Ahead of an exhibition lie the immeasurable expectations of its audience; behind it, the concealed circumstances of its preparation. Between these two sides, the sight of art works in a gallery is the icing sandwiched amid the layers of a cake — the visible, immediate, sensual event; the incisive experience that marks both the collision of and the dividing line between the conditions of its production and reception.
“Korean Eye” is a case in point. The fourth incarnation of this ambitious show — at Saatchi from July 26 to September 23, 2012 — is a pristine display of 33 artists’ works: sculpture, oil and lenticular painting, photography, installation, drawing and works using LEDs and digital imaging. Unbeknownst to the British audience are the scuffles that go into compiling the shortlist. Lee Daehyung, curator of the first “Korean Eye” in 2009 and author of an astute essay in this year’s catalogue, remarks that while judgment of these as the best Korean artists at work now is by no means unanimous, “Korean Eye” has served to uncover some good ones — gold shining beneath layers of dust, as it were. True, these works vary in impact. The press release describes “an arresting insight into the future of contemporary art in Korea” — a pertinent promise given the controversies that underpin the choice of artists, as well as the fact that the passage to London has not been lined with open doors for art from regions in Asia.
The works here particularly attest the artists’ immersion in materials and their properties (sometimes to the point where virtuosity veils a want of conceptual depth). A planetary orb of sawn tree trunks by Lee Jaehyo (0121-1110=107041, 2007) shares a dimly lit space with a convex round of black twigs on the wall — from afar, a soft sphere that, when approached, crystallizes into focus and trepid texture (0121-1110=112034, 2012). An entire room of delicate ceramic vases reveals itself as a meticulous sculptural project called the “Translation Vase” series (2011) by Shin Meekyoung, who moulds ordinary soap into these statuesque objects. A stack of metal and plastic stools as orchestrated by Jung Seung (Chair II, 2007) becomes almost fibrous, with silver legs appearing less like supports than bionic tendrils.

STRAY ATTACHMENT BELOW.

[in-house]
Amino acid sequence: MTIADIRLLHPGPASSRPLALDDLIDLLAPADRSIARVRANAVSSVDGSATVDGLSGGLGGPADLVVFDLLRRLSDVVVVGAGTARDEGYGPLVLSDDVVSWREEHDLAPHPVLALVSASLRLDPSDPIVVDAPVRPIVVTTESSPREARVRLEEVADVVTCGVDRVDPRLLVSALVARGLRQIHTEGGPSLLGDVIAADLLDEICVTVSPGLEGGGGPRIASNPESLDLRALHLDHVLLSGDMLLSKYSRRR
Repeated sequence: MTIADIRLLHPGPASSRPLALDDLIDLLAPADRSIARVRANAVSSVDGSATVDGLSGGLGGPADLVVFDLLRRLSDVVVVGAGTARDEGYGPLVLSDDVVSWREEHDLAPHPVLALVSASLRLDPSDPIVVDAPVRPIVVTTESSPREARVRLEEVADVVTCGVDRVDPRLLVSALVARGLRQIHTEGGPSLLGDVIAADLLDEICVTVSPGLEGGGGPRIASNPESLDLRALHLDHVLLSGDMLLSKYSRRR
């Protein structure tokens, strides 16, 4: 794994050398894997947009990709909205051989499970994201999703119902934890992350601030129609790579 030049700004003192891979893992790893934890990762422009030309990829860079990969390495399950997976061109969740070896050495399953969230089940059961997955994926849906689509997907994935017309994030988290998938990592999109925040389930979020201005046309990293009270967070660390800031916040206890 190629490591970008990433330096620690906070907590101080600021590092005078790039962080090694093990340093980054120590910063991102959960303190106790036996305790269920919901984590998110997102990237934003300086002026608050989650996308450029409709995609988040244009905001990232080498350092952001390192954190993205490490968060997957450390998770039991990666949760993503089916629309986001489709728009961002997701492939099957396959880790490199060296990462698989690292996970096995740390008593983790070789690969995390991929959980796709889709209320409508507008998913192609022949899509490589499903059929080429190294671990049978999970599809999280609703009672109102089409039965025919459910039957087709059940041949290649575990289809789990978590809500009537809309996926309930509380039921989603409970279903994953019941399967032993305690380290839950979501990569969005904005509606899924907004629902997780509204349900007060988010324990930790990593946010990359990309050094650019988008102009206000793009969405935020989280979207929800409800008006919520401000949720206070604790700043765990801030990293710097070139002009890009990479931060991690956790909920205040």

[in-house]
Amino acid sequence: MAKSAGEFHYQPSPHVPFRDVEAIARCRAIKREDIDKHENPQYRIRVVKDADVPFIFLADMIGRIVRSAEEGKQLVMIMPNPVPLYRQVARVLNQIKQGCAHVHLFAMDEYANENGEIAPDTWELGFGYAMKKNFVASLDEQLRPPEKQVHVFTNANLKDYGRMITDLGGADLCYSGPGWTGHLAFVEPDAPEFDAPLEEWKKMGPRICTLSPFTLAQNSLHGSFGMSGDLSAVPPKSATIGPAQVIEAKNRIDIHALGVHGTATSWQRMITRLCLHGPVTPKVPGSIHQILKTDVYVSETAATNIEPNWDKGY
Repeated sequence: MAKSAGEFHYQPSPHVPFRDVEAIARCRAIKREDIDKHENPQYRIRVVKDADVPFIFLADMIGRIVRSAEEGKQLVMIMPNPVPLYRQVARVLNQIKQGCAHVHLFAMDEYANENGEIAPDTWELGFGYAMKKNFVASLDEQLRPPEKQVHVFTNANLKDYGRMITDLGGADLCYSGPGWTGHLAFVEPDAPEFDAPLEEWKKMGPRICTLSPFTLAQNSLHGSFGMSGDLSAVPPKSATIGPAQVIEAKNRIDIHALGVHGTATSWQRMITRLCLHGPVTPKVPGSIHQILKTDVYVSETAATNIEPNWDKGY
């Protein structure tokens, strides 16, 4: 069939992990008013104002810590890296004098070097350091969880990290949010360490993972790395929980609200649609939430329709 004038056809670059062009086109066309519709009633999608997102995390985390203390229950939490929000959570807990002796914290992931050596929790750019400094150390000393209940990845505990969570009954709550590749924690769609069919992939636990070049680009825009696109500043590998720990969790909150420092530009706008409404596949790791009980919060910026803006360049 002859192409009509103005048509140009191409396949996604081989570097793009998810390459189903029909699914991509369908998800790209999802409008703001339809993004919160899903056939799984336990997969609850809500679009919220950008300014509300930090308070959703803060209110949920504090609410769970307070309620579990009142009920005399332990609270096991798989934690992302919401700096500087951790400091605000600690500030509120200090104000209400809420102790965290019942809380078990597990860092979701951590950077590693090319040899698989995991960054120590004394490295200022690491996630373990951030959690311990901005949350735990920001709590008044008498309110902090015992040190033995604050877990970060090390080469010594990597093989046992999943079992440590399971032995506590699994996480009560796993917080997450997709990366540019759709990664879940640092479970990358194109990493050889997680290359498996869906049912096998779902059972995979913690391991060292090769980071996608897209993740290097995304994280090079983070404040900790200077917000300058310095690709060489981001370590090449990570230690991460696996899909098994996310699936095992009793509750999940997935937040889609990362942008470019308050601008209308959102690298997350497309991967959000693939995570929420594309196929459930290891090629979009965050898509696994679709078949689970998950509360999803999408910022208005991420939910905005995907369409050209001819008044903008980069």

Elsewhere is a sense of the unexpected or uncanny. A huge, strange form with splayed limbs and a dark bulk evoking a monumental creature, perhaps the visible body of something fabled or feared, is You Myung Gyun’s The Photosynthesis (2006). Hong Seung Hee’s “Der Zwang zur Tiefe” (2007-8) combines installation and photography to depict a clock or picture sinking down the wall, ruckling its surface, manifesting different ideas of depth and gravity in the tangible world.
There is the idea of independent life in “Choe Uram’s Varietal Urbanus Female” (2007), a contracting LED and steel organism invested with its own evolution and mobility by the artist. Against such fantasy, those pieces dealing profoundly with socio-political history — The Nora Collection by Cho Duck Hyun (2008) and brute-beautiful Translated Vases (2007-9) of Yeesookyung — impart a powerful testament to the experiences and identities of women in Korean society.
Thus, and somewhere between desire, expectation and encounter, does “Korean Eye” present an engaging cross-section. Though nuances might be lost in Saatchi’s flatly international HQ, there is certainly fuel here for further contact with these — and as-yet-unseen — Korean artists in exhibitions to come.